If the majority of fans had their way come spring, Cody Overbeck would be the favorite in-house substitute for Ryan Howard.
There's options to choose from—from bringing up Overbeck or Matt Rizzotti, moving Utley to first while plugging in Valdez or Martinez at second or moving Mayberry to first and plugging in Domonic Brown in left.
Yet, the fans' favorite choice could be the worst of the litter.
There's no doubt in my mind Overbeck would struggle in the majors. Many of his supporters see his .279/.331/.416 line in just under 250 plate appearances in Triple-A as enough evidence that he can adapt to tougher competition and continue his Double-A success(.275/.331/.532 in 257 plate appearances this year).
However, they fail to look deeper.
Two problems quickly jump out when looking at Overbeck's Triple-A "success" last year. The first being his batting average of balls in play. It was a career-high .370.
Aside from a similar fluky half to start the 2010 season in High-A ball, his career BABIP has been a much more appropriate .300.
That begs the question: What would these fans think if his BABIP was more realistic?
Let's give him the benefit of the doubt and assume his true BABIP skill level there is .305 and all of those extra hits were merely singles. His line would come to .235/.290/.371.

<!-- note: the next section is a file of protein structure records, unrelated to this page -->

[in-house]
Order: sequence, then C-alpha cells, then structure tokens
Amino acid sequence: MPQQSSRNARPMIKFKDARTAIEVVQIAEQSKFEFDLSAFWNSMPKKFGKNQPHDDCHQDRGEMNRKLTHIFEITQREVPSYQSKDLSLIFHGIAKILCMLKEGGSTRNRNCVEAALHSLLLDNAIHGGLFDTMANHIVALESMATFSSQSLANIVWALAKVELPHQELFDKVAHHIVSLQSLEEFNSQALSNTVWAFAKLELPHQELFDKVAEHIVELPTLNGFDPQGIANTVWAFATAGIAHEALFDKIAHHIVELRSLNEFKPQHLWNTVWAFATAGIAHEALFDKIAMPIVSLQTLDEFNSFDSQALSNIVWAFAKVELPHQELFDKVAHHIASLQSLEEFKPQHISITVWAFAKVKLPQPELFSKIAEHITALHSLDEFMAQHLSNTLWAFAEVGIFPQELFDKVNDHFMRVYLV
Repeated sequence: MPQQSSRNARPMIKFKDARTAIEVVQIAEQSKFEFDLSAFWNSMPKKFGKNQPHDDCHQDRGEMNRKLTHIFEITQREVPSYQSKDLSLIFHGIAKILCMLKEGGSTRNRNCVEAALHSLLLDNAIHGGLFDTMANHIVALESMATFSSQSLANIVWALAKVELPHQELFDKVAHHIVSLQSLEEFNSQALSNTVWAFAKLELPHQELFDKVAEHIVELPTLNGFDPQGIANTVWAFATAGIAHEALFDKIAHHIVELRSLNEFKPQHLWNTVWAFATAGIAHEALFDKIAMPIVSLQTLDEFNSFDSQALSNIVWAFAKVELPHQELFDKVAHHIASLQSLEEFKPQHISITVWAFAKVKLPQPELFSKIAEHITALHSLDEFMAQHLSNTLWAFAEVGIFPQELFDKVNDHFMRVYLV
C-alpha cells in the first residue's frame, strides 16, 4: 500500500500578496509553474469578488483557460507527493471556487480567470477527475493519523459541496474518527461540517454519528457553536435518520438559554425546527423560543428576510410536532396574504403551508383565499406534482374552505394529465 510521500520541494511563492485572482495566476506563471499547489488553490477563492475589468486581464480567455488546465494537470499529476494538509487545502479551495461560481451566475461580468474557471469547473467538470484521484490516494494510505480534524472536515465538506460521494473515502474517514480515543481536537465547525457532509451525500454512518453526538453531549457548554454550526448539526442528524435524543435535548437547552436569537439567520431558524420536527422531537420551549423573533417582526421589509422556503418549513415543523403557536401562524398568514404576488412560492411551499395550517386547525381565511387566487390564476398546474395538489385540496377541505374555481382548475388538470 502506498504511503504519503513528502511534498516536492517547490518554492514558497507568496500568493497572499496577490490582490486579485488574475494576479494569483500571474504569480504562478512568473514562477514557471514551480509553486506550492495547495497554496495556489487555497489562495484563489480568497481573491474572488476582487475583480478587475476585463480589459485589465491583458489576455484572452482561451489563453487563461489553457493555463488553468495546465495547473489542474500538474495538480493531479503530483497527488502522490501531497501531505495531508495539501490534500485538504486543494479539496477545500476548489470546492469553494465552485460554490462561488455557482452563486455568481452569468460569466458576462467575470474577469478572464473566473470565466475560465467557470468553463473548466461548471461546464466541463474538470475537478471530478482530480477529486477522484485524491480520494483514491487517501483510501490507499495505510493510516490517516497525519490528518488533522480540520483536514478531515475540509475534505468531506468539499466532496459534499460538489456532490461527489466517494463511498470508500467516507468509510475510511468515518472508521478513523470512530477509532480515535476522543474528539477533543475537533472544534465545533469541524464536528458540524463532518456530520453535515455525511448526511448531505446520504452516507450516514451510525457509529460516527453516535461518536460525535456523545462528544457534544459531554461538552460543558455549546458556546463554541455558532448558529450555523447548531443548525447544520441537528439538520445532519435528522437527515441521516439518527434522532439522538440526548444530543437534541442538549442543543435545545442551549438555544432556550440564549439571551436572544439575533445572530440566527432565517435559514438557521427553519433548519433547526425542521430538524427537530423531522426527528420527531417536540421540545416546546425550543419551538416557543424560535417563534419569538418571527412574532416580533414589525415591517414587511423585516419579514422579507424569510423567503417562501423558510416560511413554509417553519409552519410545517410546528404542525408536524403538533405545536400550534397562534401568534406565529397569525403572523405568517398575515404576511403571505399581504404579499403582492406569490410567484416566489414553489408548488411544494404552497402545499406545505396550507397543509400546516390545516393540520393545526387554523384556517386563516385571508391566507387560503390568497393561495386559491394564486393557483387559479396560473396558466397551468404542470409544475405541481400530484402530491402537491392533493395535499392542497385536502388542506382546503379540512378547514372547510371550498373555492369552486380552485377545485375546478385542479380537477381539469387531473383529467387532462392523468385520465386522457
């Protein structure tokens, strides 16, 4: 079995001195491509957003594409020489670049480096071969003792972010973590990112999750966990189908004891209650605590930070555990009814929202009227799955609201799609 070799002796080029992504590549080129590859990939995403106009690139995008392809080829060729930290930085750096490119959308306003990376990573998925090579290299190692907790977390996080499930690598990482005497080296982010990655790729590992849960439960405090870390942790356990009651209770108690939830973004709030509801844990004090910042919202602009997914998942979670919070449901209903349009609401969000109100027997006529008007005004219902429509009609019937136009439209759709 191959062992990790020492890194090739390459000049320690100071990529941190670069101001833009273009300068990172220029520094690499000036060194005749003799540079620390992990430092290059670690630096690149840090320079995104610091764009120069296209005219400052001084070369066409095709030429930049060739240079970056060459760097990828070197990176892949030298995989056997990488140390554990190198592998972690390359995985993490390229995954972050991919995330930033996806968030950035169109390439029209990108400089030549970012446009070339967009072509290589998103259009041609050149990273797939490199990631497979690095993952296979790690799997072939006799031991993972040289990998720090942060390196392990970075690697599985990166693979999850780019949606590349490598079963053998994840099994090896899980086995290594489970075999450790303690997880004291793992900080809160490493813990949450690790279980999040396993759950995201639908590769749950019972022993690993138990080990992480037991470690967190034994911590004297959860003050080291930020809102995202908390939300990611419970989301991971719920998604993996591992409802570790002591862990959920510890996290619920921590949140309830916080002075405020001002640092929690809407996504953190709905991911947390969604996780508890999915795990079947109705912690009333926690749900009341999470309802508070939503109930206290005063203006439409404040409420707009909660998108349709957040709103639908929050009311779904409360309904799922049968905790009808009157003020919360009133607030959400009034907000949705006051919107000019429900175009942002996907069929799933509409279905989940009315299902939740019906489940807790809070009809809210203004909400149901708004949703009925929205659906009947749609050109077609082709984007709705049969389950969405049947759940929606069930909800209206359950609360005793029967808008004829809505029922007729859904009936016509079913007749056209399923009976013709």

That's not as impressive.
The other major problem for Major League success are his strikeout and walk rates. Guys who strikeout a ton and walk very little don't often reach the majors. If they do, they do not last long.
Last year Overbeck struck out 27.2 percent of the time while walking just 4.9 percent of the time. That strikeout-to-walk ratio was seventh worst in the International League.
Players with those numbers simply do not do well in the majors. Players in the Major League last year (among 150 plate appearances), who struck out five times for every walk had an average OPS of .632.
Their wOBA was an average .276 and wRC+ was 70, meaning they were about 30 percent worse than an average major league player. For Phillies fans, this is the kind of output Wilson Valdez gives you offensively.
Putting such a player at first base, where hitting is at a premium, is a huge mistake.
It's a common theme in his career that he struggles with plate control and power in his stints at a particular level. In his first season at High-A ball, he walked just under 6 percent of the time while striking out over 27 percent. His power was not there either, with a .169 isolated slugging percentage.
The next year at the same level, he improved dramatically. He increased his walk rate to over 11 percent while cutting his strikeouts to 21 percent with a .251 isolated slugging.
His two years at Double-A showed the same trend. In his second year at Reading, he dropped his strikeout-rate from 27 percent to less than 23 percent. He increased his isolated slugging from .182 to .258.
Relying on Overbeck to improve or provide adequate offense replacing Howard in the majors, would be a huge mistake.